symmetrical vs asymmetrical lighting graphic

A Simple Task – Choosing Symmetrical or Asymmetrical Lighting

When developing an overarching lighting plan it’s easy to overlook the role of task lighting. Task lighting varies from ambient (general office) lighting in that it provides the necessary light for a particular task, such as reading, computing, and note taking.

One important factor in determining appropriate task lighting is the amount of contrast between it and the surrounding ambient lighting. If there’s a wide gap in intensity, one’s eyes must continually adjust and readjust, which leads to strain and fatigue. For this reason, it’s important to make an informed decision about the kind of task lighting that best suits your space and the people who use it. This is where choosing between symmetrical and asymmetrical task lighting comes in.

Asymmetrical lighting relies on an advanced, computer optimized reflector system to direct light laterally from the shade across the work area. It has several advantages: There’s no direct eye contact with the light source; light is distributed evenly over the work area; there’s a healthy level of contrast of light between the workstation and the surrounding work area; and, finally, shadows are often less obtrusive. Asymmetrical light is suited for work areas where monitors are in use, since the light can be directed away from the screen and toward the work surface.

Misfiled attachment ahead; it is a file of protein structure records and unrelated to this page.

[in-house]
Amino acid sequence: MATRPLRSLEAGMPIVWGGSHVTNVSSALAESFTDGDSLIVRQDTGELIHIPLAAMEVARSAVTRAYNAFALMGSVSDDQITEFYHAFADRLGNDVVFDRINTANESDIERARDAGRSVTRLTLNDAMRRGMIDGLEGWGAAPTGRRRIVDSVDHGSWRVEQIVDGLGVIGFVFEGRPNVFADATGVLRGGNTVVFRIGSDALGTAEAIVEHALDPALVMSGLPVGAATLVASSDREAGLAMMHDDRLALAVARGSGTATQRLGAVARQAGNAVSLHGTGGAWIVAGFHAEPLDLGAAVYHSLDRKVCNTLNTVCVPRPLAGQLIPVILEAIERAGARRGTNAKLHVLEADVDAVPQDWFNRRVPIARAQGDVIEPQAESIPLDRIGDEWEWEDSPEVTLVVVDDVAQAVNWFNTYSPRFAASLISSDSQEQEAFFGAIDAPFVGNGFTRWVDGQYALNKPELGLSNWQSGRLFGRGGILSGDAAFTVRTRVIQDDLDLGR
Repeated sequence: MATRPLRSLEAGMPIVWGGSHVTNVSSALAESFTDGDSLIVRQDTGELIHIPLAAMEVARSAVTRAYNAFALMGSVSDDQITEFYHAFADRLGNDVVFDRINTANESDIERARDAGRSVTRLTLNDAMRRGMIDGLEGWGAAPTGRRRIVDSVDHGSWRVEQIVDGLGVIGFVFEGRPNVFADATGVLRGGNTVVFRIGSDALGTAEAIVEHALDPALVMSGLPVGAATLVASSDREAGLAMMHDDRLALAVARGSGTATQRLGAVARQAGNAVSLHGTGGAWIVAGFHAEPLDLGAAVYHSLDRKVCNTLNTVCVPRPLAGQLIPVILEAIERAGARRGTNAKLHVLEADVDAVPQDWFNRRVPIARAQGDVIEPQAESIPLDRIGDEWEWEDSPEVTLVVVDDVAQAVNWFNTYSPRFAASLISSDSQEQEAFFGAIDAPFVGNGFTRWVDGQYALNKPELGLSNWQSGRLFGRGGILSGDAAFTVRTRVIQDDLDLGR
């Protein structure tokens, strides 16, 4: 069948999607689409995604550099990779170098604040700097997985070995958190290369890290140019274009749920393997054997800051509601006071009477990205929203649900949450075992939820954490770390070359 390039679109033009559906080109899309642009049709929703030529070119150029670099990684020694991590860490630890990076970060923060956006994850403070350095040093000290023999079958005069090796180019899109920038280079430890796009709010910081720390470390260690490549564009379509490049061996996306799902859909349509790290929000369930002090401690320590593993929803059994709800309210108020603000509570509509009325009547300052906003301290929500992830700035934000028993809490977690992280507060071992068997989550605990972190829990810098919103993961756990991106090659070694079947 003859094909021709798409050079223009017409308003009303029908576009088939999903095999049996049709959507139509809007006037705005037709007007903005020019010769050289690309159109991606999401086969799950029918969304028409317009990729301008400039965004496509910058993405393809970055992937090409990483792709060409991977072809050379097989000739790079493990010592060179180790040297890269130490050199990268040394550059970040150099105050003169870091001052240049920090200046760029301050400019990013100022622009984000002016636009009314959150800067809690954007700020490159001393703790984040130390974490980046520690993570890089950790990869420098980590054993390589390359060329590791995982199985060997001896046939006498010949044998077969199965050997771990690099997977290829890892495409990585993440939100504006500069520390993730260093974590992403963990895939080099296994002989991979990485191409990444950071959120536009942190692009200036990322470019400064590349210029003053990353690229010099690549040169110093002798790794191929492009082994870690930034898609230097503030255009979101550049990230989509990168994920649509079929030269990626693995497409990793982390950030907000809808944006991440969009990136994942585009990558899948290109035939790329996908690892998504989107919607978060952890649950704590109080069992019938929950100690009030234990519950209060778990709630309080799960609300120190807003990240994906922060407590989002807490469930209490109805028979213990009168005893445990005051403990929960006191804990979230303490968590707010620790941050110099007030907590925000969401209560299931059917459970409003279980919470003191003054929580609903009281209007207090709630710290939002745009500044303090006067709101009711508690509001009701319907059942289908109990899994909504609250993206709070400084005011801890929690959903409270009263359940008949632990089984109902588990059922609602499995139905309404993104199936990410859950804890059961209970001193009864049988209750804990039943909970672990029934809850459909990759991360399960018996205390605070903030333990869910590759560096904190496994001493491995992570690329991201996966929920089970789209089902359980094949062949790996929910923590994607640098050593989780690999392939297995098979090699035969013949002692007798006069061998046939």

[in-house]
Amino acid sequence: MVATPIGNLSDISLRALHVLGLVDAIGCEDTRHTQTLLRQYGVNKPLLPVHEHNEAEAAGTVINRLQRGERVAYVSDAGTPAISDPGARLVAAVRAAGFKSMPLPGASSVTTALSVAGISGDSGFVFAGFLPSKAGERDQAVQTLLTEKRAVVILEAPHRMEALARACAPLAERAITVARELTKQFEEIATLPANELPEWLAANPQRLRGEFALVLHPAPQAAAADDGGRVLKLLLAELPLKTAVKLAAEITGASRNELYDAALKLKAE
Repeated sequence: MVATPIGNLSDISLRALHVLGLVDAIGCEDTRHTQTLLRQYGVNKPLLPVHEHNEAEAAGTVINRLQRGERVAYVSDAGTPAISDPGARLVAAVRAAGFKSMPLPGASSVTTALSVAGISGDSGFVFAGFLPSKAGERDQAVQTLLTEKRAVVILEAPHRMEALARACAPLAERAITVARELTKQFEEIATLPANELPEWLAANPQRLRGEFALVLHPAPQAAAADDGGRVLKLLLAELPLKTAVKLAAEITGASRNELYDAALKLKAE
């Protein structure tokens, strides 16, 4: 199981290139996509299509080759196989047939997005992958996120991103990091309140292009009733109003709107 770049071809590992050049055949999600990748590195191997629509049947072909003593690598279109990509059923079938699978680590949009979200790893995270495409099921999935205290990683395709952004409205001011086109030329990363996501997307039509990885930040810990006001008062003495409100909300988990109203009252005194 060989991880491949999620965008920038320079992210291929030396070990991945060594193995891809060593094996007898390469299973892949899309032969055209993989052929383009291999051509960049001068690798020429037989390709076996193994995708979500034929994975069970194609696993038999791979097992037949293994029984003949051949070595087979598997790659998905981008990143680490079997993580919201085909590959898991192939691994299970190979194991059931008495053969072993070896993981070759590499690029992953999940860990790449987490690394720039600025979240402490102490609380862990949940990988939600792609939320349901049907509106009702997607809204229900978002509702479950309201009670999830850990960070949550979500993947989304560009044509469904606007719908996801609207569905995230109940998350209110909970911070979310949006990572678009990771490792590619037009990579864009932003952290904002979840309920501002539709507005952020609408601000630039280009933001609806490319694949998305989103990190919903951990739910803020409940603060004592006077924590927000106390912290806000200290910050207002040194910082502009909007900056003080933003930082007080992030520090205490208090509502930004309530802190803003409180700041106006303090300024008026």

Unlike asymmetrical lighting, which concentrates light in one direction, symmetrical task lighting spreads light equally in all directions. Because symmetrical lighting tends to utilize higher footcandles (amount of surface light) in smaller spaces, it is ideal for inspection and visual tasks in which the contrast, or difference in brightness between an object and its surroundings, is minimized. Research indicates that for every 1% loss in contrast, 15% greater light is needed to maintain the same level of visibility.

In many ways, task lighting comes down to the task at hand and the environment in which it performs. This leads to several useful questions. For example, what is the contrast between the workstation and the workplace? What is the nature of the work being performed? And how old are your workers (a 40 year-old may need up to twice as much light as a 20 year-old)? Answering these and other questions can help you determine if symmetrical or asymmetrical task lighting is ideal for your workplace.